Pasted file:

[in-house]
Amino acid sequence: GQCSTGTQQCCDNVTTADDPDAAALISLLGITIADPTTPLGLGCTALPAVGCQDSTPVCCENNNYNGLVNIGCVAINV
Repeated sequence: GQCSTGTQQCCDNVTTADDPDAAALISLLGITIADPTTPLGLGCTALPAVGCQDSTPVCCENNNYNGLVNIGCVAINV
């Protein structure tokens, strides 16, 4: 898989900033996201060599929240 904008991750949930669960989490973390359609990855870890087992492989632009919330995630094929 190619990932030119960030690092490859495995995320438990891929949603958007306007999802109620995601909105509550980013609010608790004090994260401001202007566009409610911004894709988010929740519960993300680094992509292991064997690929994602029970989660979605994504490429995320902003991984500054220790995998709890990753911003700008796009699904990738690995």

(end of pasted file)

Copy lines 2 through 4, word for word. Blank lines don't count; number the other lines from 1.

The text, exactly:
Amino acid sequence: GQCSTGTQQCCDNVTTADDPDAAALISLLGITIADPTTPLGLGCTALPAVGCQDSTPVCCENNNYNGLVNIGCVAINV
Repeated sequence: GQCSTGTQQCCDNVTTADDPDAAALISLLGITIADPTTPLGLGCTALPAVGCQDSTPVCCENNNYNGLVNIGCVAINV
């Protein structure tokens, strides 16, 4: 898989900033996201060599929240 904008991750949930669960989490973390359609990855870890087992492989632009919330995630094929 190619990932030119960030690092490859495995995320438990891929949603958007306007999802109620995601909105509550980013609010608790004090994260401001202007566009409610911004894709988010929740519960993300680094992509292991064997690929994602029970989660979605994504490429995320902003991984500054220790995998709890990753911003700008796009699904990738690995």